When I first started in ministry and I was volunteering, interning and working in a lot of churches I didn’t really prioritize partnering with parents. I was showing up to volunteer with teenagers because I liked teenagers. I liked their sarcasm and their optimistic outlook on life, but I missed the potential of partnering with […]
When I first started in ministry and I was volunteering, interning and working in a lot of churches I didn’t really prioritize partnering with parents. I was showing up to volunteer with teenagers because I liked teenagers. I liked their sarcasm and their optimistic outlook on life, but I missed the potential of partnering with parents. Then there was a defining moment for me in ministry when the teenagers I started working with as freshmen graduated high school. I began to realize that my influence was going to shift and change. They were going to move on to whatever was next and while they weren’t going to be as connected to me as a ministry leader, they were going to stay connected to their parent or caregiver for long after my influence would fade.
At the same time, kids and teenagers spend a majority of their time either at school or at home, so when you compare that to the number of hours a kid spends with us in ministry it just doesn’t add up. The math suggests that a caregiver or a parent will have way more influence than we could ever have and their influence will outlive ours.
That’s why we think it is so important to partner with parents and one of our core values is to engage every parent.
But what does it look like to engage every parent?
We have been wrestling with that question for years, but then a pandemic happened and all of a sudden everyone we would consider a “Sunday at church parent” ended up at home. So for the first time the church is having an identity crisis about Sunday because everyone was stuck in their homes.
And there is this reality church, that while we optimistically believe and hope that most parents are going to come back, some parents aren’t going to come back yet because they are still waiting to figure out if they can make that psychological transition back into this space. But here is what is also true, some parents are never coming back and some parents were never coming before the pandemic ever started.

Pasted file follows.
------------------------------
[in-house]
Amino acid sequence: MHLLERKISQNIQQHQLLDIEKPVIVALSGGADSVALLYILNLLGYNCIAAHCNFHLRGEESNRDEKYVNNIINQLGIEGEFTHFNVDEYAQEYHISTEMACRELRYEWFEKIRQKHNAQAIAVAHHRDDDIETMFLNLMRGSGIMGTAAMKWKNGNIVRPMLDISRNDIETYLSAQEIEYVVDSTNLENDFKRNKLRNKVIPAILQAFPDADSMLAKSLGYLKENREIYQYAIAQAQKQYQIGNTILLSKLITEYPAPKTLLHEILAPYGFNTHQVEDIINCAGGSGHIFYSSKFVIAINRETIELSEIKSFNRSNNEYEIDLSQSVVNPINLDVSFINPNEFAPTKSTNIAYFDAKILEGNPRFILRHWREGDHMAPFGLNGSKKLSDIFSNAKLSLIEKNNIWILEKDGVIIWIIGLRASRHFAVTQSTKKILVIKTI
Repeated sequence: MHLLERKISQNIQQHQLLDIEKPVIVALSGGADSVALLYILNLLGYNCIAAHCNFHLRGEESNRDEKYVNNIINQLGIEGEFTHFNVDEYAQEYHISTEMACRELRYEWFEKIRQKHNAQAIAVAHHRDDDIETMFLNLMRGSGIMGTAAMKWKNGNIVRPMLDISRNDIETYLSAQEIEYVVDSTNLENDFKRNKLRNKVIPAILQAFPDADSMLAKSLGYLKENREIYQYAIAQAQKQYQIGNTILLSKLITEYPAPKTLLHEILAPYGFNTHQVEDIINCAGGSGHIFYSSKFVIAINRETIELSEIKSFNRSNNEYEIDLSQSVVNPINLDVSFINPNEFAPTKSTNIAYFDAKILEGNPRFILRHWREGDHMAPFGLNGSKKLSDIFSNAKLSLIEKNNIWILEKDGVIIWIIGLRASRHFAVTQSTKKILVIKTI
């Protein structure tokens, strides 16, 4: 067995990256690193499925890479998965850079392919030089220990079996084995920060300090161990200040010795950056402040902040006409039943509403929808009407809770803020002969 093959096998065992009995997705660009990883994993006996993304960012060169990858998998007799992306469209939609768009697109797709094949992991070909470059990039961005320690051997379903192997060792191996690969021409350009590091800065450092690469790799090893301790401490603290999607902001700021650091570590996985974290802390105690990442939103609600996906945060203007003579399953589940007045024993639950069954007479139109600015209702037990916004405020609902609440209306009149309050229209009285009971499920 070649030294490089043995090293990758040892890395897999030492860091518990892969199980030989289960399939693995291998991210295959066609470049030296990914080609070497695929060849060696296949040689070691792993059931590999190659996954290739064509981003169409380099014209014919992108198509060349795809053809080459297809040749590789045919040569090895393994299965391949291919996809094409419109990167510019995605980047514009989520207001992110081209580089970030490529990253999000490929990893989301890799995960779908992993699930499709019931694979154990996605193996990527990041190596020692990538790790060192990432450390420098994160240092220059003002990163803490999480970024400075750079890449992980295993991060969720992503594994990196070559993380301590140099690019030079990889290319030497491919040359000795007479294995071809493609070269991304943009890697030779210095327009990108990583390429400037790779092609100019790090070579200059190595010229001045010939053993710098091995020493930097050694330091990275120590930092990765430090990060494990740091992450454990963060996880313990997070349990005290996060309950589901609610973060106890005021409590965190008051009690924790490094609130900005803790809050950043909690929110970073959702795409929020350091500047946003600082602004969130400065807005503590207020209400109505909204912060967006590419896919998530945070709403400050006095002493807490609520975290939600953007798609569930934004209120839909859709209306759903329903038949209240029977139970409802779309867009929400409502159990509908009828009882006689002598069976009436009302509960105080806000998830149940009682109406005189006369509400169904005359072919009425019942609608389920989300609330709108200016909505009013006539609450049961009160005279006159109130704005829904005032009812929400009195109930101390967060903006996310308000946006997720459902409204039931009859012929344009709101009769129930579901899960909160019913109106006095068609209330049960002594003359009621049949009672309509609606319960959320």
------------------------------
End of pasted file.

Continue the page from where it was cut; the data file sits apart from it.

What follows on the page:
In fact, there was a majority of our population who we would consider Sunday at home parents, not Sunday at church parents.
That’s why we care about engaging every parent. Because I think church leaders can have the tendency to buy into the myth that the goal is to get parents to help the church win, and not how we help parents win, but when we start re-imagining what this looks like we realize that even way before the pandemic there were a lot of families who were not participating in a Sunday morning model. The re-imagination is literally an invitation to the church to fight for their relationships with parents in the community and fight for their influence with families in their community.
One of the best ways to do this is by making relationships more important than resources.
At the end of the day the church is strategically positioned in the context of communities to build relationships with families. When we get too focused on resources we can actually miss the power of relationships and the heart of what the church is called to do.
We also miss the opportunity to build trust with the next generation and change the way they see the church. In fact, we are in the middle of a study right now asking people what the one thing they wish the church had done for their parents when they were growing up. The responses have been incredible, but one stood out the most. A lady actually commented on the way that her church community had supported her single mother in Louisiana 50 years ago. The way the church loved her mother made an impact on the way that she thought about the church even today.
Can you imagine what would happen if we would just love a person’s parents so much that it forever changed the way they thought about the church?
That doesn’t mean we stop serving the parents and families who are coming back to church. It just means expanding the invitation to start building a bridge to parents who aren’t going to show up on Sunday morning and redefine success. Because it is so easy to spend so much of our programming and time thinking about those who are coming that we have forgotten that the great commission is to go out and make a difference.
That’s why we think it’s important to add a word to the phrase “engage every parent” to cast a bigger vision. Now we want to invite you to engage every parent everywhere.
Everywhere means even if they aren’t coming to Sunday morning services and even if they aren’t coming to your ministries. Prioritize engaging every parent everywhere even if everywhere means in their homes, on the soccer field, at the school play or in a number of other areas.
How can you engage every parent everywhere?
We have actually started a research project in the last year where we have been asking ministry leaders what is working when it comes to engaging parents everywhere, and we want to share what we have been learning. That’s why we are doing a webinar this month so that we can learn from each other and help each other start changing some things in order to engage every parent everywhere.
You can register to participate in the webinar at thinkorange.com/everyparent. We hope you will join us because we want you to be part of this conversation so that we can really be effective at discipling the next generation.